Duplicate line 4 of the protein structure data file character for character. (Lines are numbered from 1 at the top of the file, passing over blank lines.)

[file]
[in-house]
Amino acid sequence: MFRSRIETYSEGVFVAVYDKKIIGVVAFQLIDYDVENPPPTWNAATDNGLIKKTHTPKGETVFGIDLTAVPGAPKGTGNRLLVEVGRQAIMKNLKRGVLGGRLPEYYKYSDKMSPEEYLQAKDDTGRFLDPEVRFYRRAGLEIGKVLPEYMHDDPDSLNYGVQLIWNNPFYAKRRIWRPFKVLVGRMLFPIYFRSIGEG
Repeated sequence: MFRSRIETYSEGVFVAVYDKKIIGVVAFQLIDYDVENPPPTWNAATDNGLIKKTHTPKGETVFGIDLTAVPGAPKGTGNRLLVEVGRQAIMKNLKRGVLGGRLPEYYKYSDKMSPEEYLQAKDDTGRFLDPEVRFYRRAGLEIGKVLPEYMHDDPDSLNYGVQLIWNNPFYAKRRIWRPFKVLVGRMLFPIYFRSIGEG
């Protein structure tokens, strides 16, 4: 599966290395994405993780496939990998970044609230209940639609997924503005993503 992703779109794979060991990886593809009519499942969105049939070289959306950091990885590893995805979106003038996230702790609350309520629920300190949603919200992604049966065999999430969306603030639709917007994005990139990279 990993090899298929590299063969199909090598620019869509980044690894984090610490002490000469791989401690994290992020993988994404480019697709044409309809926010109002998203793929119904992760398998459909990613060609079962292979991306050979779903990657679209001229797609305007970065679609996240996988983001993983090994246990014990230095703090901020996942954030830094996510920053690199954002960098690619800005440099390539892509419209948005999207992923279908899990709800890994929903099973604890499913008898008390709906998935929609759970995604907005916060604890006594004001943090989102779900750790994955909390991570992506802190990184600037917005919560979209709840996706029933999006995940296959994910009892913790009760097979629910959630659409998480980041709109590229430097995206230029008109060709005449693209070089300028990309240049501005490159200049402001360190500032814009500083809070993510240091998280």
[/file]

């Protein structure tokens, strides 16, 4: 599966290395994405993780496939990998970044609230209940639609997924503005993503 992703779109794979060991990886593809009519499942969105049939070289959306950091990885590893995805979106003038996230702790609350309520629920300190949603919200992604049966065999999430969306603030639709917007994005990139990279 990993090899298929590299063969199909090598620019869509980044690894984090610490002490000469791989401690994290992020993988994404480019697709044409309809926010109002998203793929119904992760398998459909990613060609079962292979991306050979779903990657679209001229797609305007970065679609996240996988983001993983090994246990014990230095703090901020996942954030830094996510920053690199954002960098690619800005440099390539892509419209948005999207992923279908899990709800890994929903099973604890499913008898008390709906998935929609759970995604907005916060604890006594004001943090989102779900750790994955909390991570992506802190990184600037917005919560979209709840996706029933999006995940296959994910009892913790009760097979629910959630659409998480980041709109590229430097995206230029008109060709005449693209070089300028990309240049501005490159200049402001360190500032814009500083809070993510240091998280």